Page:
If you live in New York City, the only problem when it comes to going out to eat is deciding where to go. And if you’re going out with your partner or organizing a brunch with the ladies, forget about it.
We tend to make our decisions on what kind of cuisine we’re feeling, but we’re proposing a different idea- who’s running the kitchen. Supporting women of color in the restaurant industry not only means eating delicious food and supporting badass women, but it also helps create space for future generations. Our buying power as consumers is a lot more valuable than we realize, so before you head to your go-to spot or hit “order” for the millionth time on Seamless (no shade, we do it too), check out these restaurants and cafes with women of color in charge.
Vinatería – Yvette Leeper Bueno
Vinatería is all about the good vibes. Owner and native New Yorker Yvette Leeper-Bueno want you to feel like you’re at home when you’re there, chilling out over Spanish and Italian dishes while enjoying a glass of wine. This isn’t the first business venture for Leeper-Bueno either, who also owned Leeper Kids, a kids clothing line. In 2015 the Financial Times names Vinatería as one of the best five Italian restaurants in New York City, and the NY Times featured the Harlem spot for its unique decor. Go for a glass of wine, stay for the food and atmosphere. And more wine, of course.
Mokbar – Esther Choi
Esther Choi opened Mokbar with the intention of sharing her Korean heritage with New Yorkers and making everyone fall in love with the flavors used in Korean cooking. She’s definitely working towards that goal with flying colors, recently opening a brick-and-mortar restaurant in Brooklyn. Bacon and eggs ramen for brunch? Yes please! Choi is often included on lists for top female chefs to know in NYC, and hosts a YouTube show for Eater.
Maharlika and Jeepney – Nicole Ponseca
When Nicole Ponseca moved to New York City to pursue a career in advertising, she noticed that there wasn’t a place serving authentic Filipino food. So she started working at restaurants in the evenings after her advertising job, putting in mad hours to learn about running a restaurant. She opened her first restaurant Maharlika in the East Village in 2011 with chef Miguel Trinidad, and then Jeepney a year later. These two Filipino eateries pay homage to cuisine influenced by tropical beauty and Asian and Spanish flavors. In October 2018, Ponseca and Trinidad released their first cookbook; I Am A Filipino, And This Is How We Cook, which was nominated for a James Beard Award in 2019.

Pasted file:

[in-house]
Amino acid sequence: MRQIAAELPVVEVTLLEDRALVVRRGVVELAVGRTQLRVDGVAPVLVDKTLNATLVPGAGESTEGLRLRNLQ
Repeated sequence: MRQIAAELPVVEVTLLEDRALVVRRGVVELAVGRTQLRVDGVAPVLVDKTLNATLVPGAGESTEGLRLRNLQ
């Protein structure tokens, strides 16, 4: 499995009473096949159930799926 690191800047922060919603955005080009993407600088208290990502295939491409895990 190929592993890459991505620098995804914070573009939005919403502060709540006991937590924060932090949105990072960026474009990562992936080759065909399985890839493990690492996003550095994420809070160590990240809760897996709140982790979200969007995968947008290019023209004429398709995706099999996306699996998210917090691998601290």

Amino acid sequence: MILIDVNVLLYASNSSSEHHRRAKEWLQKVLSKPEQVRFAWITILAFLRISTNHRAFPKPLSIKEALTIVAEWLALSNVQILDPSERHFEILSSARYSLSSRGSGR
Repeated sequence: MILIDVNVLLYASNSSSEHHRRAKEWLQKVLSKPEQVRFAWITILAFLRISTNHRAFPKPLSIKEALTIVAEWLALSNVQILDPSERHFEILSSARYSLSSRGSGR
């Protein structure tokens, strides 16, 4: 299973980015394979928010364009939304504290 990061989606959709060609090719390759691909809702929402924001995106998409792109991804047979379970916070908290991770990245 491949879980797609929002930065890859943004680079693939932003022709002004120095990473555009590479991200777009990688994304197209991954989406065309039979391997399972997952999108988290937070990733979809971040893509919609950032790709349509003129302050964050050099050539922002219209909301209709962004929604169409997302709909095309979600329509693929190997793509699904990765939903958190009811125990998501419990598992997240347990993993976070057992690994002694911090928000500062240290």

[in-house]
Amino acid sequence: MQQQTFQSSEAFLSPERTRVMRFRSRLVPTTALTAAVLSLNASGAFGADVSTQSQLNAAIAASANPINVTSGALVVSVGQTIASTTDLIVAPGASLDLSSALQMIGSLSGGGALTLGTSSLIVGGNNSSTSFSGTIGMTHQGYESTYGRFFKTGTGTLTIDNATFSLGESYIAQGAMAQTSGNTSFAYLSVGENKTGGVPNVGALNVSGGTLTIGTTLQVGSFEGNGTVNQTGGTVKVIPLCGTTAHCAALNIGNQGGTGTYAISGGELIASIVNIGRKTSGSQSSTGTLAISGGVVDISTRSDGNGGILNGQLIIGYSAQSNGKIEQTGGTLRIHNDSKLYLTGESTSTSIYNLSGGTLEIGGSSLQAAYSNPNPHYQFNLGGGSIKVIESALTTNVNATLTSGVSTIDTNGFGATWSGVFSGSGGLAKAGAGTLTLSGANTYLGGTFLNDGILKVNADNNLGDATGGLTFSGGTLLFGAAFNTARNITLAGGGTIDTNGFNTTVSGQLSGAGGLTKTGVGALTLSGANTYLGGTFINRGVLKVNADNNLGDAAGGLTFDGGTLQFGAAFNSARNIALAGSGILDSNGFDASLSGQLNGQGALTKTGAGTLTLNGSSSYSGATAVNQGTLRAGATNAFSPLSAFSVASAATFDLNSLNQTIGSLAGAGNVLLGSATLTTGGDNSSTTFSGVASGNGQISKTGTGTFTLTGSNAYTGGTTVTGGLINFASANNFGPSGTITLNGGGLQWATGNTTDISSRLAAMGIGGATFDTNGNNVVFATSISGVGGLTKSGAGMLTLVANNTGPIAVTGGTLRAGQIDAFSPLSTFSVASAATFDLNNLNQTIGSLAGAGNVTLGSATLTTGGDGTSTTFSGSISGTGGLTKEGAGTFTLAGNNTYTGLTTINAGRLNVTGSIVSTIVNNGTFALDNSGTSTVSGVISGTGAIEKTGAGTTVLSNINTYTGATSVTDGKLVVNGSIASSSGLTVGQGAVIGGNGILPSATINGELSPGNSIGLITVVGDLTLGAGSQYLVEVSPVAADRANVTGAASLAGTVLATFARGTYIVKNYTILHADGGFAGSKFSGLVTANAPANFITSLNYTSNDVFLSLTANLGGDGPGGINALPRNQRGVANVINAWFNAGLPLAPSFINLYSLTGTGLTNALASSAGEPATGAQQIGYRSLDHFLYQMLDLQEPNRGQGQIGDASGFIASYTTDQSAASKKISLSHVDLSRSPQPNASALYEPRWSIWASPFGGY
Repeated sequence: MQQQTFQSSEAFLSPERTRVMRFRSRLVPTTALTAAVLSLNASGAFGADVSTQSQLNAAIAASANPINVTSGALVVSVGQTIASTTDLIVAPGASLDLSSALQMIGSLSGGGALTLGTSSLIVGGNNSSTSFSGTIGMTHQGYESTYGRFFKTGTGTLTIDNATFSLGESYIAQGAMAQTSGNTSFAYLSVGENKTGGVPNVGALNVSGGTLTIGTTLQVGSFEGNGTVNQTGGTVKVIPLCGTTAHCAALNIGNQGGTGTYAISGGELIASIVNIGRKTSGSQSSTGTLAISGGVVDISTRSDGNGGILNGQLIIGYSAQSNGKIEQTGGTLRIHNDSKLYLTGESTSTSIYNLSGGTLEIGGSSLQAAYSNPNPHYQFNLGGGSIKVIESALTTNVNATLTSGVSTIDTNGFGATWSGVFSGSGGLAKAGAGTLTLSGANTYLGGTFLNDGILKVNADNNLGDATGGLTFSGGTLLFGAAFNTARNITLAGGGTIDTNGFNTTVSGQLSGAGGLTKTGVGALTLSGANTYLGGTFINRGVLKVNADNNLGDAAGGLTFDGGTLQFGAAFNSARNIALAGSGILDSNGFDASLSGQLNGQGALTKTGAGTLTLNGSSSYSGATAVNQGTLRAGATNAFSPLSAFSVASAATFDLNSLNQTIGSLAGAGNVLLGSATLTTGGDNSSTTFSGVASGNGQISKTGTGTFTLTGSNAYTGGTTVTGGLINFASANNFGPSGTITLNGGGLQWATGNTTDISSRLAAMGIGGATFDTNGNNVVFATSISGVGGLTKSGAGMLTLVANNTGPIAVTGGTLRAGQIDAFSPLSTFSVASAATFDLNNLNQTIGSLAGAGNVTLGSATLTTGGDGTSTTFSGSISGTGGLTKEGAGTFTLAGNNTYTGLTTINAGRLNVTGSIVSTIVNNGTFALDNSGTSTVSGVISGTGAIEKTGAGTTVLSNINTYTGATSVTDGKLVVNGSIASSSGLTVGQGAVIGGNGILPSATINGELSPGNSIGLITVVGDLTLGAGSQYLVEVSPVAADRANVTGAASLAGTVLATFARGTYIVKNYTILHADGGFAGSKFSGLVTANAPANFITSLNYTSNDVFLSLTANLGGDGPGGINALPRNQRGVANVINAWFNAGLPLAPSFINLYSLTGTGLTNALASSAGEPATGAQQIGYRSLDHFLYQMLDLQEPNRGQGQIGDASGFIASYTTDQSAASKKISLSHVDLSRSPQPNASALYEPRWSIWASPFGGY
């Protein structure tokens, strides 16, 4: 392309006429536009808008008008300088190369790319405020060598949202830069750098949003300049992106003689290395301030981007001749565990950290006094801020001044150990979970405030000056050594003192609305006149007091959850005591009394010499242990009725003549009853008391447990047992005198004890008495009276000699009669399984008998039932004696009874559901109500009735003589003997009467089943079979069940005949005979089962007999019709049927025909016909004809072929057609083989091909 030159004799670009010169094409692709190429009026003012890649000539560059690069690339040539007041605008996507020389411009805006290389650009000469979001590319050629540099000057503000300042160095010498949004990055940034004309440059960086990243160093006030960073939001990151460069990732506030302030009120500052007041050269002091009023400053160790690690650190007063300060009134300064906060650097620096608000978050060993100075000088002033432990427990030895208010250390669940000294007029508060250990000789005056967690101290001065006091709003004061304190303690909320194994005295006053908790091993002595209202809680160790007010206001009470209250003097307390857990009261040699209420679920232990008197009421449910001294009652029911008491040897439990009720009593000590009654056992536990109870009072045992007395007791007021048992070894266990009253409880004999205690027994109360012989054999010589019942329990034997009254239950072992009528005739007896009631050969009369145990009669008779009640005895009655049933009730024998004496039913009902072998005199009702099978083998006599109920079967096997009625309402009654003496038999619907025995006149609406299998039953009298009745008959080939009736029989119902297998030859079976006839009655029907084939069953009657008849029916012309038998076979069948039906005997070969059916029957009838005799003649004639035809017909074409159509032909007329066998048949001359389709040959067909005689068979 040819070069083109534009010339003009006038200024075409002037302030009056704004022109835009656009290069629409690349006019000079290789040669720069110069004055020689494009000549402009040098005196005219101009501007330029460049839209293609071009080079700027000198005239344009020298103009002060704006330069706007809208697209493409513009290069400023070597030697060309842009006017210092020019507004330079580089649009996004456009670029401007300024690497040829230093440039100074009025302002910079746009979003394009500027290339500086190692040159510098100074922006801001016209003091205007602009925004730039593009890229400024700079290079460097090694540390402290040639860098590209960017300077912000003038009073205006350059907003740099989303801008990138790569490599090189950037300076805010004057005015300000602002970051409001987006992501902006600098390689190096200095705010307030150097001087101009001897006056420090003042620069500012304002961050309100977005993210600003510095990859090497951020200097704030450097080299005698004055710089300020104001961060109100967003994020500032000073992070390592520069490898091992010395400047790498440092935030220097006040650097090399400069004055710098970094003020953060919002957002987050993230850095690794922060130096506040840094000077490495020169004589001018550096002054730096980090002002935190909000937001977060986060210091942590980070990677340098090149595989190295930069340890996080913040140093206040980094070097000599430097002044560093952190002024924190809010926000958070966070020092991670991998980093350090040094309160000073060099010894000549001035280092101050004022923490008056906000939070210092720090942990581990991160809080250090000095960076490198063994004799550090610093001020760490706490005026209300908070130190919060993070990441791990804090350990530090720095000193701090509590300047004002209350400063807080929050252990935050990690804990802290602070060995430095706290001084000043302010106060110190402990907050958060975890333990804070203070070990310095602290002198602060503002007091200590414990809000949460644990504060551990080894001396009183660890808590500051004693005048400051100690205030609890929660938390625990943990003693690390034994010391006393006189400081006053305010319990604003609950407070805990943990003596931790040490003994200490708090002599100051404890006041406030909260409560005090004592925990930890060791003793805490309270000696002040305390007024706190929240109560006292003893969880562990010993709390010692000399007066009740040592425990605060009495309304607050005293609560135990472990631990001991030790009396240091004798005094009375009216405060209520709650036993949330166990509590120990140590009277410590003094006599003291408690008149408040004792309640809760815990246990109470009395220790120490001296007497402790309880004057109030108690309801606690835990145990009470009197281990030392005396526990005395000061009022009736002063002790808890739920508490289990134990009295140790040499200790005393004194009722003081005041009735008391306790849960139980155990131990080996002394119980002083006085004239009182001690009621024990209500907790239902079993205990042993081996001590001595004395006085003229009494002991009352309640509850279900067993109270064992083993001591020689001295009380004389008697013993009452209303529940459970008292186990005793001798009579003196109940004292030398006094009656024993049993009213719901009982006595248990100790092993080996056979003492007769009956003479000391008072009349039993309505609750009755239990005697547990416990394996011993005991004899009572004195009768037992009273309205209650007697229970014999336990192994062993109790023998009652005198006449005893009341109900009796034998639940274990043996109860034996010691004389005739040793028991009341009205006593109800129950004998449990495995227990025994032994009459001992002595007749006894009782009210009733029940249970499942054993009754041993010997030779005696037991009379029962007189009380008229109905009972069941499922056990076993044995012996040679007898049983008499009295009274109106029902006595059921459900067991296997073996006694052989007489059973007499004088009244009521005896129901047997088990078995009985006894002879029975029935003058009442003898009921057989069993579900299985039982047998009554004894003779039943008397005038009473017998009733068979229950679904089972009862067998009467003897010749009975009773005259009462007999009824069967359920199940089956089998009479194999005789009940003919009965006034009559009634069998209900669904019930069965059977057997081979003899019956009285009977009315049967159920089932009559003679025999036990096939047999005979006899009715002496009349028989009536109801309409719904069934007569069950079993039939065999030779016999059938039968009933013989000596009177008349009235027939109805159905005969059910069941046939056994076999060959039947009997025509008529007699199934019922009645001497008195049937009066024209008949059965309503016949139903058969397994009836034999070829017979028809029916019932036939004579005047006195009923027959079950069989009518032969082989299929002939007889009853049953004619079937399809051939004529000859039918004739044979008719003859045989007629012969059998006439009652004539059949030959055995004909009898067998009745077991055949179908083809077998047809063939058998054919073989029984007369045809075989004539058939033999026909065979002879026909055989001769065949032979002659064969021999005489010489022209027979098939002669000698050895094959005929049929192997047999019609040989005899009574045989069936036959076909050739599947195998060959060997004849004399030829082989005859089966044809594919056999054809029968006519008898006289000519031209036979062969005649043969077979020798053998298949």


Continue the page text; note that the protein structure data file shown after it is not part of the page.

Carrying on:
Cosme and Atla – Daniela Soto-Innes
Besides serving amazing, award-winning food, Daniela Soto-Innes serves up something else in her kitchens: respect. The Mexican chef is known for her personal wellness routines and how she treats her staff. She takes time to mentor her kitchen staff, listen to them, learn about their lives, and in an interview with Bon Appetit, said nights might end with blasting “I Want To Break Free” by Queen. Plus, she’s redefining how we think about Mexican food in America with fresh flavors and unique twists. You need to make your reservations now!
Tanoreen – Rawia Bishara
One of the things you’ll find that the restaurants on our list have in common is that the chefs and owners found inspiration from women in their lives. Which is right for Rawia Bishara, who describes her mother as having been “the most wonderful cook.” Her restaurant Tanoreen in Bay Ridge serves up Palestinian and Middle Eastern dishes that taste like home cooking influenced by time abroad and in New York. You’ll find recognizable dishes like falafel and tabbouleh amongst shawarma sliders and a Middle Eastern-style shepherd’s pie. This one’s for you, Bay Ridge babes!
Sol Sips – Francesca Chaney
If you’ve ever thought “vegan food isn’t for me,” you need to make your way to Sol Sips in Bushwick. Francesca Chaney grew up eating a plant-based diet and wanted to share that with her customers. Sol Sips is all about vegan food is accessible for everyone, no matter what community or economic background origins. It’s affordable, and on the weekend’s brunch is a sliding scale, meaning you can pay from $7-$15 to get your brunch on. The food isn’t masquerading as “healthier alternative, better lifestyle,” either. It’s traditional American, it’s comforting, and it happens to be vegan. People are taking note of Francesca Chaney and the hard work she’s been doing as a 23-year old restaurateur; Eater just named her one of 2019’s Young Guns.
New York is a diverse in culinary as it is in the people. So take a step away from your usual Sunday spot and support these amazing women.